Archive for the ‘Children’ Category

Why half day Friday?  It is not because the volunteers want to leave early or because Deen wants to give us a break.  It is because the residents in the township tend to start partying a little early on Friday and it starts to become unsafe.  Even though the day was cut short, it was still a good productive day.




An everyday activity with most of the children. Love her smile in this picture!

The volunteers and I spent time plastering the wall we worked on yesterday.  In what is becoming a recurring theme, I also spent a lot of time with the children.  We played in the playground and I ran around like a big kid, playing games and making them laugh.

While we were at the site, a woman in her early 30’s  had a heart attack/stroke in her home next to the building site. (I later found out that she was the mother of one of the children at the site)  Deen, being the amazing man he is, jumped into action and rushed her to the hospital.  By the time he got her to the hospital she was unconscious and remains in critical condition. Unfortunately crazy things like this are more common than uncommon here.

After the day of work, all the building volunteers went to Deen’s house for dinner. His wife made an amazing meal and we laughed and had a great time.  His talented sons (Vash and Nash) provided the entertainment by singing, playing piano and the drums.  Also providing entertainment were 9 puppies.  Deen rescued a female dog from the building site and brought it home.  The dog met his Siberian Husky and one thing led to another…yadad yada yada… 9 puppies!

After being stuffed with food, we all sat around listening to Deen tell stories about former volunteers.  The love and joy in his face when talking about other volunteers can light up even the darkest streets.  He has been a mentor to the younger volunteers throughout the last 3 years, and even though it has been a week, he has taught me a lot and I feel like I have known him my whole life.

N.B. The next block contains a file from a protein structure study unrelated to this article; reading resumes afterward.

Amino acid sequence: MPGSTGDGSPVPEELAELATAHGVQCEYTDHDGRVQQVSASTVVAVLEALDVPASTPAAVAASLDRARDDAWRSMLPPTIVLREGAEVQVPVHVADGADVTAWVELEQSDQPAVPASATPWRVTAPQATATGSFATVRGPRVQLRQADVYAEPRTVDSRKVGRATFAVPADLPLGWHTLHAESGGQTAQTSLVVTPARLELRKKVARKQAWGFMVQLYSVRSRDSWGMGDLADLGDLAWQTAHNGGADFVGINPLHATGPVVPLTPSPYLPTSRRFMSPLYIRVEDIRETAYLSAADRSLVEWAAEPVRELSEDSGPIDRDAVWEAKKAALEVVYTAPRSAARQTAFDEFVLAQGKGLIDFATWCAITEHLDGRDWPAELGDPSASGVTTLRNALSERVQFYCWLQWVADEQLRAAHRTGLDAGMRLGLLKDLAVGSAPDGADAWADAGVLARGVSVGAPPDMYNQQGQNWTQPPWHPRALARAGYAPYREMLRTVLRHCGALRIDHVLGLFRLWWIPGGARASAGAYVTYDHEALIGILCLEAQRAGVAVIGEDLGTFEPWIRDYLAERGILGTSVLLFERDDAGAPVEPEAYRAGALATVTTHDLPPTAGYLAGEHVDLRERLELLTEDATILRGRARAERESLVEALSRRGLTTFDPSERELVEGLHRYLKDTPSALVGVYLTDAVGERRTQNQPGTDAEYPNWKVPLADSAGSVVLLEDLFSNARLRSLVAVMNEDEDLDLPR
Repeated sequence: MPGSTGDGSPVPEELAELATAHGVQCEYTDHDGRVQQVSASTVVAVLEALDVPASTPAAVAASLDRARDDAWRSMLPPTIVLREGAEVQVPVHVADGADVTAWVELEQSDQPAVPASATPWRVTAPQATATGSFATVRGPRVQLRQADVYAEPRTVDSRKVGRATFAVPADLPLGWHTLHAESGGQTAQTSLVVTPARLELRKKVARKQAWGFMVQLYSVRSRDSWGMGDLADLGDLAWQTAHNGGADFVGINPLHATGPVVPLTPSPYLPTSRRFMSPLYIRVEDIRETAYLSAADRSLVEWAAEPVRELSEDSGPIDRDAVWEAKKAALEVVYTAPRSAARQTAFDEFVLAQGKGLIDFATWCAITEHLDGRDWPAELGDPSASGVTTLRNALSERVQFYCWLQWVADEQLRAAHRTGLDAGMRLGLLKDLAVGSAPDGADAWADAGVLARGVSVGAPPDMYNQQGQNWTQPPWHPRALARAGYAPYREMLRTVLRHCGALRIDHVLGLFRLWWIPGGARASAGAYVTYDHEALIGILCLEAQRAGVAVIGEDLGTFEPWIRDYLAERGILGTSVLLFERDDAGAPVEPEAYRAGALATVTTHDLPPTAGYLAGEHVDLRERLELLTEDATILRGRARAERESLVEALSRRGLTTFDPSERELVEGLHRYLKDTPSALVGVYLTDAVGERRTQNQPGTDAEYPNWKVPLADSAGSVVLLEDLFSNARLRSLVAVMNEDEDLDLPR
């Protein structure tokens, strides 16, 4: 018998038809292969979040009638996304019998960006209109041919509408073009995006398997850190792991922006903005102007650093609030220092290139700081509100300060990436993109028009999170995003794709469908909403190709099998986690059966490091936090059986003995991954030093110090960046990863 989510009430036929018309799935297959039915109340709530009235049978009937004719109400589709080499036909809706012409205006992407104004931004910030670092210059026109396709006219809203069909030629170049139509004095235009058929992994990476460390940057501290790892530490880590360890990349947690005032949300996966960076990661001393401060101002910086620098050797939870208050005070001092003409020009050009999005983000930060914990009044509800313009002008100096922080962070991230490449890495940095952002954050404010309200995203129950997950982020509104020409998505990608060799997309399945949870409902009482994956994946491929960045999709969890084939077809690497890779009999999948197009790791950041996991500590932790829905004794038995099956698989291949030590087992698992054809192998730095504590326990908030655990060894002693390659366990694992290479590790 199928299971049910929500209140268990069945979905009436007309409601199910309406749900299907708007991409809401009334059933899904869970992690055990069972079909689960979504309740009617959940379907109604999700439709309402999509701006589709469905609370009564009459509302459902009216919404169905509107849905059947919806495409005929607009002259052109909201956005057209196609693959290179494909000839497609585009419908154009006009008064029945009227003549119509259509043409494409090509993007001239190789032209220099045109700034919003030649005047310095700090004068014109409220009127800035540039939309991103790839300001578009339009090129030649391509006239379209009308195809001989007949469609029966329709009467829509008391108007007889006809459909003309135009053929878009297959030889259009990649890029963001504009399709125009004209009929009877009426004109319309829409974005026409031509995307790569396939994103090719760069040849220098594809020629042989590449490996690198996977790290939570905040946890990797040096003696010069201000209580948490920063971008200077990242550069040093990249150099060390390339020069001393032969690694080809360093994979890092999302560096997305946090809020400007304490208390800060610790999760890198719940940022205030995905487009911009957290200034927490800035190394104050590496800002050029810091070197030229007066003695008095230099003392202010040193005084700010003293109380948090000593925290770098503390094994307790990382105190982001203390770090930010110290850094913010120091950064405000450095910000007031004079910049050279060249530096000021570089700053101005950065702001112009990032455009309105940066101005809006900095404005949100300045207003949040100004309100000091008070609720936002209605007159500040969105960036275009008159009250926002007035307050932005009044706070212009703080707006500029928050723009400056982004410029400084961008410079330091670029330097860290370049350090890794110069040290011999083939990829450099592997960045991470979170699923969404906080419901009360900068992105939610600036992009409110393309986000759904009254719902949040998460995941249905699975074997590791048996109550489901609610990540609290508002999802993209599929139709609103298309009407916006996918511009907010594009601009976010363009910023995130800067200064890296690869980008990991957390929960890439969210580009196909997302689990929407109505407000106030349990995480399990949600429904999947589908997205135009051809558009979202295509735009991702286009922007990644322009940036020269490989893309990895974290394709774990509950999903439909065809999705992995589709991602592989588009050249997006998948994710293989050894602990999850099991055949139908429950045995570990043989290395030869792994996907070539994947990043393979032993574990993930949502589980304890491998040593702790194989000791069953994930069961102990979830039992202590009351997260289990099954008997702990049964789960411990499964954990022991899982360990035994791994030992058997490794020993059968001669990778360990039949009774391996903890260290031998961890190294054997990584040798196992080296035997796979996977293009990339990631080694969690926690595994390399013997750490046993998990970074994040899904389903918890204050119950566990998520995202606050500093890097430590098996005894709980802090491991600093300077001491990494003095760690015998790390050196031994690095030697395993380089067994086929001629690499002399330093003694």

With my favorite puppy!

Today, I spent the day building a wall..maybe not “the great wall of South Africa”, but a wall none the less.  The process really is quite simple.  Step 1: fill the bags with sand.  Step 2: lay down cement.  Step 3:  Place sand bags on cement  Step 4 place cement on bags Step 5: repeat steps 1-4 step 6: plaster the sides and tada!  A wall!

The Great Wall of South Africa

The Great Wall of South Africa

I also spent a large part of today playing with the children again.  Since it was nice weather, we were able to play on the playground at the site. One thing I noticed today about the children is that they are all sick.  Every single one of them had a runny nose and was coughing.  They are all staying in a small room so when one gets sick, they all get sick I suppose.  Either way, we still had a great time and I am looking forward to finishing the wall tomorrow.



As the title indicates, the day was filled with rain.  Weather in cape town is a bit sporadic.  It is bright and sunny one minute and pouring rain the next.  The few times the sun came out, we mixed cement and did our best to add onto the foundation.  Our efforts may have been futile as I don’t think it will dry very well by tomorrow.

View of the Building Site

View of the Building Site

The good thing about the rain is that it let me spend more time with the kids.  What kids you ask?  There is a day care center right in the same complex as the building project.  I spent time doing what I do best: acting like a kid..making funny faces and noises, lifting them up in the air to the ceiling, tying shoes, and anything else I could do to make them happy.  These children crave attention and immediately latch onto you when they see you.  I was told it is because they do not get it from home so they look for it from volunteers like myself.  It is quite sad but I will make sure to give plenty of love the rest of the time I am here!

Day Care Center

Day Care Center


The kids and Jomo from England.

I woke up early on a beautiful Saturday morning from the comfort of my bed in Hoboken, NJ and headed JFK airport.  I was filled with mixed emotions.  I was not looking forward to the long flight but was excited to get to Cape Town.  After a few complications and missed connections, 27 hours later, I arrived at the airport in Cape Town to head to what would be my home for the next 2 weeks.


View from my host family’s home